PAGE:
Judson’s Ground of Self-Denial

By Evan D. Burns

On May 10, 1836, Adoniram Judson (1788-1850) preached his only English sermon in Burma; it was for the ordination of the missionary printer, S. M. Osgood (1807-1875).  This lengthy sermon is a definitive presentation of the inherent relationship in Judson’s spirituality between the example of Christ and Christian minister’s mandatory self-denial in imitation of Christ.  Preaching from John 10:1-18 about Christ as the Good Shepherd, Judson began by saying that though Christ is the “Exemplar” of all his people, he is especially the “Exemplar” of his “subordinate shepherds.”  He urged Osgood to “look continually to the chief Shepherd” for emulation.  First, Judson instructed, the minister ought to imitate Christ’s wholesale denial of worldly desires.  Christ gave up his life for the good of his flock, and in the language of disinterested benevolence, Judson said the minister ought to imitate Christ by surrendering all worldly ambitions, pleasures, and gains “that he may, by all means, save some.”  Second, Judson taught that the minister ought to imitate Christ by showing affection and brotherly love to the flock.  Third, Judson said the chief duty of a minister in imitation of Christ is to indiscriminately call out Christ’s elect; then once they come in through the universal preaching of the gospel, the minister ought to make disciples through teaching them to observe the commands of Christ, of which the minister ought to be the greatest example of obedience.

Though the minister’s chief duty should be doing good, Judson went on to elaborate on the dominant motivation of such duty.  He explained that Christ’s “supreme regard to his Father’s will” and “the love of God” were the controlling themes of Christ’s life.  Judson tied Christ’s example of supreme love to the Father and a supreme desire to please the Father to the responsibility of the minister to esteem the will of God above all other good things.  He said no good works of self-denial or charity “are truly estimable, but just so far as they spring from regard to the will of God.  All true virtue has its root in the love of God.  Every holy affection looks beyond self . . . and finds its resting place in God alone.”  Then he went on to wax eloquent about God’s God-centeredness and righteous love for himself above everything else.  In light of God’s supreme happiness in God, Judson said it was fitting that Christ would “have supreme regard to the will of the Father,” greater than his regard for perishing souls.  Therefore, every minister must submit to the will of God.  In light of Christ’s example of supreme submission to the infinitely wise and loving will of the Father, the most God-centered Being in the universe, Judson issued a decisive verdict for his spirituality of self-denial:  “On this ground we rest the doctrine of self-denial, renunciation of self-interest, abandonment of self.  Still further, even our compassion for souls and our zeal for their salvation must be kept in subordination to the supreme will of God.”[1]  In his self-denying imitation of Christ, “Judson was indeed a Gethsemane soul.”[2]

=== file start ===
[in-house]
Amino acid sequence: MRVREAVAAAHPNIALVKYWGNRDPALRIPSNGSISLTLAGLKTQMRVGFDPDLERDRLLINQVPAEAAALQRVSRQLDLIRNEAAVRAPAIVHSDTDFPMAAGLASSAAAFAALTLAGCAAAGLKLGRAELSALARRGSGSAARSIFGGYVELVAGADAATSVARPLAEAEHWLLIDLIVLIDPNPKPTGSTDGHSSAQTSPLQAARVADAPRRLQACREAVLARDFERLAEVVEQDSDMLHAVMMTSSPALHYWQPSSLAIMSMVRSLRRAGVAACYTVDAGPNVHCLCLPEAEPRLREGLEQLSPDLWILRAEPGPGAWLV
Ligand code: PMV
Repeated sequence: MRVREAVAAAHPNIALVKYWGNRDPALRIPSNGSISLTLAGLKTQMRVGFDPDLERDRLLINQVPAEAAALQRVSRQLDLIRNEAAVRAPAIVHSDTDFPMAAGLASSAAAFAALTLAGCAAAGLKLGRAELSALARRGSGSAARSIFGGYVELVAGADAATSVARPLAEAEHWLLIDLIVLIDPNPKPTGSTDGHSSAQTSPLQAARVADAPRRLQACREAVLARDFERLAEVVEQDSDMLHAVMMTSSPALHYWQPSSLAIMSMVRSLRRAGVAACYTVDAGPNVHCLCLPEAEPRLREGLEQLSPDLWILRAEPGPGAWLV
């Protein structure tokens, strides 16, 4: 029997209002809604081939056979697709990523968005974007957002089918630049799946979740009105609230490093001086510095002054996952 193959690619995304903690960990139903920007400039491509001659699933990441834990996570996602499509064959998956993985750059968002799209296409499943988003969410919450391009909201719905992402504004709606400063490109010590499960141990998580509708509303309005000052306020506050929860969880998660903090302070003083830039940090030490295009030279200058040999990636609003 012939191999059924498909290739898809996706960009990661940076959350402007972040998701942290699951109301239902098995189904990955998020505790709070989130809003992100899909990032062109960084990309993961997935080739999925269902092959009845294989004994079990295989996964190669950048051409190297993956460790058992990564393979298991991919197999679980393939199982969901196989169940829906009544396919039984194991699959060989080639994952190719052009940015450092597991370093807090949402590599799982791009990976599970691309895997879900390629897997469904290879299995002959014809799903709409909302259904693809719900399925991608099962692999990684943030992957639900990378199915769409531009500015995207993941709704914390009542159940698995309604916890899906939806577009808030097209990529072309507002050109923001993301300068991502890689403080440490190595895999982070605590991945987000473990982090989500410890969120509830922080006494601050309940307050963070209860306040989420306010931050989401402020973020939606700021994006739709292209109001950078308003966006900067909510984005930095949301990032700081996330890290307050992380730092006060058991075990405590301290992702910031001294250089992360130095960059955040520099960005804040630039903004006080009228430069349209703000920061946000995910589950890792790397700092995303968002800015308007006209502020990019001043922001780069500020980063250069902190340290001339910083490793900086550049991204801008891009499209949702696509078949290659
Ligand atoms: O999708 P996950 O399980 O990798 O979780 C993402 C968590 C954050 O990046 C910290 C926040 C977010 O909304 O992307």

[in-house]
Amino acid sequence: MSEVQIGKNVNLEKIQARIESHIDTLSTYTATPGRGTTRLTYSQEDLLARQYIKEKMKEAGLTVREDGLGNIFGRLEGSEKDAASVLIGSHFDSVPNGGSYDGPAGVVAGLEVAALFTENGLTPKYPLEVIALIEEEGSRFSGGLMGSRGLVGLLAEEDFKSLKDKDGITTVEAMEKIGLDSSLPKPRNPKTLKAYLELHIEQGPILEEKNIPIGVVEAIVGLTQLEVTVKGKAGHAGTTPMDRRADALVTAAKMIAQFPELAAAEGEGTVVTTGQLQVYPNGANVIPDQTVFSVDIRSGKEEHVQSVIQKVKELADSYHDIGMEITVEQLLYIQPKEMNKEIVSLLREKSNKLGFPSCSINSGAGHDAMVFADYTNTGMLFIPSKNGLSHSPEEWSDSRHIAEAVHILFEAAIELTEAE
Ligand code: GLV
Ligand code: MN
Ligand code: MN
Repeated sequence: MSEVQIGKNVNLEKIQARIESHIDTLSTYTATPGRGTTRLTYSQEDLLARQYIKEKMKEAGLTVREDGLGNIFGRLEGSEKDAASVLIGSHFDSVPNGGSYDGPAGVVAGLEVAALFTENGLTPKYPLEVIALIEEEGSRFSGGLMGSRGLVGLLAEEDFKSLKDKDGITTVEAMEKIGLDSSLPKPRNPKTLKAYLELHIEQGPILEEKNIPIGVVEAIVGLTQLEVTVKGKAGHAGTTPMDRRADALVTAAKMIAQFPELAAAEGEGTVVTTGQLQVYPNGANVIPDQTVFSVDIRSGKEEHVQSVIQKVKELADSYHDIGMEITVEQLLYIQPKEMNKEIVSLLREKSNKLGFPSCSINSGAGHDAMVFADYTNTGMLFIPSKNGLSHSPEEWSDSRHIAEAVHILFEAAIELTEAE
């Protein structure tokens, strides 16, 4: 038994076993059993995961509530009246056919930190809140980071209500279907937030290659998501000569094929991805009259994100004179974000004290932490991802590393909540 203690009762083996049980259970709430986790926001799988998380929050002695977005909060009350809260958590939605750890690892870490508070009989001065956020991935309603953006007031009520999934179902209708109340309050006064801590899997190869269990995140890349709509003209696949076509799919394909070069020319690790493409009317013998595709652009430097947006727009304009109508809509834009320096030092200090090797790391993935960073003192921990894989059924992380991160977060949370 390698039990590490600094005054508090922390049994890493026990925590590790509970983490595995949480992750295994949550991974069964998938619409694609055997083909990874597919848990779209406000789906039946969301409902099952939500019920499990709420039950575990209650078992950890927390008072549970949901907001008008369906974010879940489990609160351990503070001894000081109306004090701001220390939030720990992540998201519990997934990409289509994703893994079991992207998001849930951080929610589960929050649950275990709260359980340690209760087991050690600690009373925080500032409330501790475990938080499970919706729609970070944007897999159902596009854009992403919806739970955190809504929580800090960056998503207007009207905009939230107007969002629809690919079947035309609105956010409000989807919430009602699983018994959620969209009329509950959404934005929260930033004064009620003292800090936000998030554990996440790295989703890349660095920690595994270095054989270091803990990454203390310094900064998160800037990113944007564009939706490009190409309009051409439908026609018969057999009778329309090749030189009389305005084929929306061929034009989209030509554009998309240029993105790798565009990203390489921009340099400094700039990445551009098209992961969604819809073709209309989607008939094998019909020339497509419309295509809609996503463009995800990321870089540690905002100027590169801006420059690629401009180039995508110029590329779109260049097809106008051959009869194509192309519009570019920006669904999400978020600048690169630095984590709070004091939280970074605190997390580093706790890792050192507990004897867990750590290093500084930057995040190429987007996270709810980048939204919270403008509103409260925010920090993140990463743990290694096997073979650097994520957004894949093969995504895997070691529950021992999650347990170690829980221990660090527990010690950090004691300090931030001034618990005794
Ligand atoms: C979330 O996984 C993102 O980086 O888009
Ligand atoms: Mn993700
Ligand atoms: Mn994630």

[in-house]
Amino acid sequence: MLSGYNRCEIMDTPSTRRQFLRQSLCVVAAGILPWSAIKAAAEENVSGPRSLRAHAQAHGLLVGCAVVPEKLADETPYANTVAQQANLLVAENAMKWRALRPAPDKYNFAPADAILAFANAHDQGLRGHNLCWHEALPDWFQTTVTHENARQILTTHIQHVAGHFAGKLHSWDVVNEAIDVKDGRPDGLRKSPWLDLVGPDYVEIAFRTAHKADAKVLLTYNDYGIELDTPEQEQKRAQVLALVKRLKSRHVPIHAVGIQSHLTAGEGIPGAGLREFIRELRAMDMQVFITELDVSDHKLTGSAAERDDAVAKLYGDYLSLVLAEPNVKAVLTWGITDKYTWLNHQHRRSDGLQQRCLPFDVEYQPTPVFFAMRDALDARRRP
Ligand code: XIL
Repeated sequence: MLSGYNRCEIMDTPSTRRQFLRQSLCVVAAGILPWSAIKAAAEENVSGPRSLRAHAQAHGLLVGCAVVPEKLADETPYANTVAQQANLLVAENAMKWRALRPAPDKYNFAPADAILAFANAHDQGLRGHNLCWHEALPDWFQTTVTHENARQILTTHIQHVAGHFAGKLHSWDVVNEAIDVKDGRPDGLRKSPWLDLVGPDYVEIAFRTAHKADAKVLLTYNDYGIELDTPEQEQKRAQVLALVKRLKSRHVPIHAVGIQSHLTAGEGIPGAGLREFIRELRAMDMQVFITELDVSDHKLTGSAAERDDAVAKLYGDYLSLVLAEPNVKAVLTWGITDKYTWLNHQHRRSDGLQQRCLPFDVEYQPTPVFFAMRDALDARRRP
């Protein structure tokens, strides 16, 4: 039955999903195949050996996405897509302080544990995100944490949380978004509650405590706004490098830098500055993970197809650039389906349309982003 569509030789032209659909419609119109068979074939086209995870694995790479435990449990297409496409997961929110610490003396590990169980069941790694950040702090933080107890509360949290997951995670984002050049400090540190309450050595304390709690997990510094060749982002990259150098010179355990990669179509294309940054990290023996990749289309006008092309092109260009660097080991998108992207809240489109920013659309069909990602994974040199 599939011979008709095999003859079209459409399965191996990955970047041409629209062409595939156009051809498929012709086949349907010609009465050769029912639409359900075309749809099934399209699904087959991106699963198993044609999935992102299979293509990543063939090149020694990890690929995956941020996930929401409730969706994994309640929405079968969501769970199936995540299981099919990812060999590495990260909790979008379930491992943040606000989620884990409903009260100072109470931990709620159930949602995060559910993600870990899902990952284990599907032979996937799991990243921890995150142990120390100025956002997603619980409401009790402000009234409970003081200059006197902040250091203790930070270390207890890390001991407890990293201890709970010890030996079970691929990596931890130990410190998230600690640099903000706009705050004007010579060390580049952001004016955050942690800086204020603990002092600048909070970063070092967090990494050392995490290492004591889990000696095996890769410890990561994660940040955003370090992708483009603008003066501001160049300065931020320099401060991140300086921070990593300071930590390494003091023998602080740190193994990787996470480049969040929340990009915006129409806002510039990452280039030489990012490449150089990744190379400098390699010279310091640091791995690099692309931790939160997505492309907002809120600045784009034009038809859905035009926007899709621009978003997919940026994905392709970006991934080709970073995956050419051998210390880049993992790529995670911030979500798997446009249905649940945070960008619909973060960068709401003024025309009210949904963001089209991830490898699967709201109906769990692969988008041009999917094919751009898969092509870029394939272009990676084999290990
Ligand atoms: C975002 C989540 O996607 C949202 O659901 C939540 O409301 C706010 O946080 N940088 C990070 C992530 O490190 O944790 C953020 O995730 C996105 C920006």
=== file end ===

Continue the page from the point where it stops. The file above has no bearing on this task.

[1]Francis Wayland, A Memoir of the Life and Labors of the Rev. Adoniram Judson, D.D., vol. 2 (Boston: Phillips, Samson and Company, 1853), 486-94.

[2]John Brush, “The Magnetism of Adoniram Judson,” Andover Newton Quarterly 2, no. 3 (January 1, 1962): 3.


Evan D. Burns (Ph.D. Candidate, The Southern Baptist Theological Seminary) is on faculty at Asia Biblical Theological Seminary, and he lives in Southeast Asia with his wife and twin sons.  They are missionaries with Training Leaders International.